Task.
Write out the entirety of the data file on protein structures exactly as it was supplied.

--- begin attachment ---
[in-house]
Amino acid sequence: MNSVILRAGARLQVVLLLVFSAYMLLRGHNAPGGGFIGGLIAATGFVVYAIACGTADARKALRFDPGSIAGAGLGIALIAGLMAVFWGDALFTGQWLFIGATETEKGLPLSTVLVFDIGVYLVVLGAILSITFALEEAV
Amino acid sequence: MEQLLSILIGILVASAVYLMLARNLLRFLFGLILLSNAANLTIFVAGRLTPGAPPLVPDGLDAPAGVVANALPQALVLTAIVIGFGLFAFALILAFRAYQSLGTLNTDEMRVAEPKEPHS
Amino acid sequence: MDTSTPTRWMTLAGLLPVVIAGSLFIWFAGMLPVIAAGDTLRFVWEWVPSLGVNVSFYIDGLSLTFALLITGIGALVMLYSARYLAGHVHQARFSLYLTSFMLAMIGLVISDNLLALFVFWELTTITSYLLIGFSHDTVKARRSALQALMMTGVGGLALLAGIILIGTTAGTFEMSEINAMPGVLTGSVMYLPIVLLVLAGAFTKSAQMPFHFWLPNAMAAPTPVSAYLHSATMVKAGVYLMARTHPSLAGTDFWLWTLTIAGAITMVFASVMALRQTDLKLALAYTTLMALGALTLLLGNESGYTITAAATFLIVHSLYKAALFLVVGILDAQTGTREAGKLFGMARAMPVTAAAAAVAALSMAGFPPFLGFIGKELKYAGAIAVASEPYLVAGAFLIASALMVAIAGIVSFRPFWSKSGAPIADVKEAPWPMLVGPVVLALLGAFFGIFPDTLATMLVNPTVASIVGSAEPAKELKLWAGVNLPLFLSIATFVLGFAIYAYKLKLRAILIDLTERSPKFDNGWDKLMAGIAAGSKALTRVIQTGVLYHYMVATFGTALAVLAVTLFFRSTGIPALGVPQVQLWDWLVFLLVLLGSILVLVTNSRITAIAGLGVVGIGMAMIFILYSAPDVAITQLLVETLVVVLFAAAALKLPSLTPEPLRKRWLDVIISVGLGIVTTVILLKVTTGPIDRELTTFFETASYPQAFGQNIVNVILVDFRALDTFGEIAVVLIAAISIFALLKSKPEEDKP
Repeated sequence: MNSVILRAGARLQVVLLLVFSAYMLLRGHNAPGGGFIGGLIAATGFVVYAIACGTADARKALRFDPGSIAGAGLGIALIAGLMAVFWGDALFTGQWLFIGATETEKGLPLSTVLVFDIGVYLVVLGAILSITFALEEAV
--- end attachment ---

[in-house]
Amino acid sequence: MNSVILRAGARLQVVLLLVFSAYMLLRGHNAPGGGFIGGLIAATGFVVYAIACGTADARKALRFDPGSIAGAGLGIALIAGLMAVFWGDALFTGQWLFIGATETEKGLPLSTVLVFDIGVYLVVLGAILSITFALEEAV
Amino acid sequence: MEQLLSILIGILVASAVYLMLARNLLRFLFGLILLSNAANLTIFVAGRLTPGAPPLVPDGLDAPAGVVANALPQALVLTAIVIGFGLFAFALILAFRAYQSLGTLNTDEMRVAEPKEPHS
Amino acid sequence: MDTSTPTRWMTLAGLLPVVIAGSLFIWFAGMLPVIAAGDTLRFVWEWVPSLGVNVSFYIDGLSLTFALLITGIGALVMLYSARYLAGHVHQARFSLYLTSFMLAMIGLVISDNLLALFVFWELTTITSYLLIGFSHDTVKARRSALQALMMTGVGGLALLAGIILIGTTAGTFEMSEINAMPGVLTGSVMYLPIVLLVLAGAFTKSAQMPFHFWLPNAMAAPTPVSAYLHSATMVKAGVYLMARTHPSLAGTDFWLWTLTIAGAITMVFASVMALRQTDLKLALAYTTLMALGALTLLLGNESGYTITAAATFLIVHSLYKAALFLVVGILDAQTGTREAGKLFGMARAMPVTAAAAAVAALSMAGFPPFLGFIGKELKYAGAIAVASEPYLVAGAFLIASALMVAIAGIVSFRPFWSKSGAPIADVKEAPWPMLVGPVVLALLGAFFGIFPDTLATMLVNPTVASIVGSAEPAKELKLWAGVNLPLFLSIATFVLGFAIYAYKLKLRAILIDLTERSPKFDNGWDKLMAGIAAGSKALTRVIQTGVLYHYMVATFGTALAVLAVTLFFRSTGIPALGVPQVQLWDWLVFLLVLLGSILVLVTNSRITAIAGLGVVGIGMAMIFILYSAPDVAITQLLVETLVVVLFAAAALKLPSLTPEPLRKRWLDVIISVGLGIVTTVILLKVTTGPIDRELTTFFETASYPQAFGQNIVNVILVDFRALDTFGEIAVVLIAAISIFALLKSKPEEDKP
Repeated sequence: MNSVILRAGARLQVVLLLVFSAYMLLRGHNAPGGGFIGGLIAATGFVVYAIACGTADARKALRFDPGSIAGAGLGIALIAGLMAVFWGDALFTGQWLFIGATETEKGLPLSTVLVFDIGVYLVVLGAILSITFALEEAV